Objectives: We examined whether endogenous hydrogen peroxide (H2O2) is involved in pacing-induced metabolic vasodilation in vivo. Background: We have previously demonstrated that endothelium-derived H2O2 is an endothelium-derived hyperpolarizing factor in canine coronary microcirculation in vivo. However, the role of endogenous H2O2 in metabolic coronary vasodilation in vivo remains to be examined. Methods: Canine subepicardial small coronary arteries (≥100 μm) and arterioles (<100 μm) were continuously observed by a microscope under cyclooxygenase blockade (ibuprofen, 12.5 mg/kg intravenous [IV]) (n = 60). Experiments were performed during paired right ventricular pacing under the following 7 conditions: control, nitric oxide (NO) synthase inhibitor (NG-monomethyl-L-arginine [L-NMMA], 2 μmol/min for 20 min intracoronary [IC]), catalase (a decomposer of H2O2, 40,000 U/kg IV and 240,000 U/kg/min for 10 min IC), 8-sulfophenyltheophylline (SPT) (an adenosine receptor blocker, 25 μg/kg/min for 5 min IC), L-NMMA+catalase, L-NMMA+tetraethylammonium (TEA) (KCa-channel blocker, 10 μg/kg/min for 10 min IC), and L-NMMA+catalase+8-SPT. Results: Cardiac tachypacing (60 to 120 beats/min) caused coronary vasodilation in both-sized arteries under control conditions in response to the increase in myocardial oxygen consumption. The metabolic coronary vasodilation was decreased after L-NMMA in subepicardial small arteries with an increased fluorescent H2O2 production compared with catalase group, whereas catalase decreased the vasodilation of arterioles with an increased fluorescent NO production compared with the L-NMMA group, and 8-SPT also decreased the vasodilation of arterioles. Furthermore, the metabolic coronary vasodilation was markedly attenuated after L-NMMA+catalase, L-NMMA+TEA, and L-NMMA+catalase+8-SPT in both-sized arteries. Conclusions: These results indicate that endogenous H2O2 plays an important role in pacing-induced metabolic coronary vasodilation in vivo.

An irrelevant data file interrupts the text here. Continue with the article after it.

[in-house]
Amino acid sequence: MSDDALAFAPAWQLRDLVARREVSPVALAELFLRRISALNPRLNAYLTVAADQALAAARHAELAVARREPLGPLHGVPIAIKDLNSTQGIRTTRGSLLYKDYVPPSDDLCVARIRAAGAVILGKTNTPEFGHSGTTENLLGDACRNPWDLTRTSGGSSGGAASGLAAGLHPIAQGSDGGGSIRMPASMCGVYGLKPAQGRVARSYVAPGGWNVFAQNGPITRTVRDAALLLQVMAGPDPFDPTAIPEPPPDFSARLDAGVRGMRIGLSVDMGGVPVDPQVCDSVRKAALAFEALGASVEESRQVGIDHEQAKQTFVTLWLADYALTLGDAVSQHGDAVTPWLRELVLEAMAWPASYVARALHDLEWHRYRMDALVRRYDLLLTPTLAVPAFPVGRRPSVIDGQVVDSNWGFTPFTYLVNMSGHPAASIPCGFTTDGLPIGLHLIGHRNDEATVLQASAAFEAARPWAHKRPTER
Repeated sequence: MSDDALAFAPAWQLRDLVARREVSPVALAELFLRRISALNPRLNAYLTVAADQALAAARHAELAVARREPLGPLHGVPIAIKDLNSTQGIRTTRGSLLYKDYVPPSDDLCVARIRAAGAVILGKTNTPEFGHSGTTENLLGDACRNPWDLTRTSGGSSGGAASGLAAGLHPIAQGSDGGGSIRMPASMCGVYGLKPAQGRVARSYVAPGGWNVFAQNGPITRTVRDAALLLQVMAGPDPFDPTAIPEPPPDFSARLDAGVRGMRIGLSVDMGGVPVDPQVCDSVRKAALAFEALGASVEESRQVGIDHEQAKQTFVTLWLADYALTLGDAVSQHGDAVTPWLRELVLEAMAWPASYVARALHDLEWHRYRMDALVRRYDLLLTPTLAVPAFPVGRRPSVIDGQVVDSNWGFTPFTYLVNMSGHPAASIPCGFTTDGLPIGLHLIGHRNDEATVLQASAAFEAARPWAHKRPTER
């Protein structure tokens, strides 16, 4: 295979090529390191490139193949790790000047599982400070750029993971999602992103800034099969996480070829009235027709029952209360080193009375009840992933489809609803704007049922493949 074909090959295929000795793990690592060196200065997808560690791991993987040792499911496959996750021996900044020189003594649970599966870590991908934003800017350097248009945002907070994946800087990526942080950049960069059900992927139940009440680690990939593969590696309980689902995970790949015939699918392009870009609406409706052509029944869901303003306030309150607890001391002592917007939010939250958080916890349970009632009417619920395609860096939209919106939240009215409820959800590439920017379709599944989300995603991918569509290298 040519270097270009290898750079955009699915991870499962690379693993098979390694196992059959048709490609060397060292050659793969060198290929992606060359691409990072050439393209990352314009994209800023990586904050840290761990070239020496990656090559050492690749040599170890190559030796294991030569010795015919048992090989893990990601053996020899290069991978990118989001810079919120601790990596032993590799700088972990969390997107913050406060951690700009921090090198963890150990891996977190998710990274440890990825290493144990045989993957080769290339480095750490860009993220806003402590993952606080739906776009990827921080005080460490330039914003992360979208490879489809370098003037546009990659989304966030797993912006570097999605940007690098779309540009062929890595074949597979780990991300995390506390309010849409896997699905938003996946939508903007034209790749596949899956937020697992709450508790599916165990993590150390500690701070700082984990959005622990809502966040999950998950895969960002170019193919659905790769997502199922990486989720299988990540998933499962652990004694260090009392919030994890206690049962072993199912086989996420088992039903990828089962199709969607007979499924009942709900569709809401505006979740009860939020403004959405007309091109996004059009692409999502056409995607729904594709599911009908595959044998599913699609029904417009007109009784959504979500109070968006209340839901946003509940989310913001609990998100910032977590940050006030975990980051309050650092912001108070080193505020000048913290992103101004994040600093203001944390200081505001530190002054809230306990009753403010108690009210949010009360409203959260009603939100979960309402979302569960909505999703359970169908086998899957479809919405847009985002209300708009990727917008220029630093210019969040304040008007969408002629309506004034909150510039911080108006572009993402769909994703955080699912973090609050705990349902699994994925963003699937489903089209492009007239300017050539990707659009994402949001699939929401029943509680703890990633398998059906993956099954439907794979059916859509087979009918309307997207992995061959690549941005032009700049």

ASJC Scopus subject areas
- Cardiology and Cardiovascular Medicine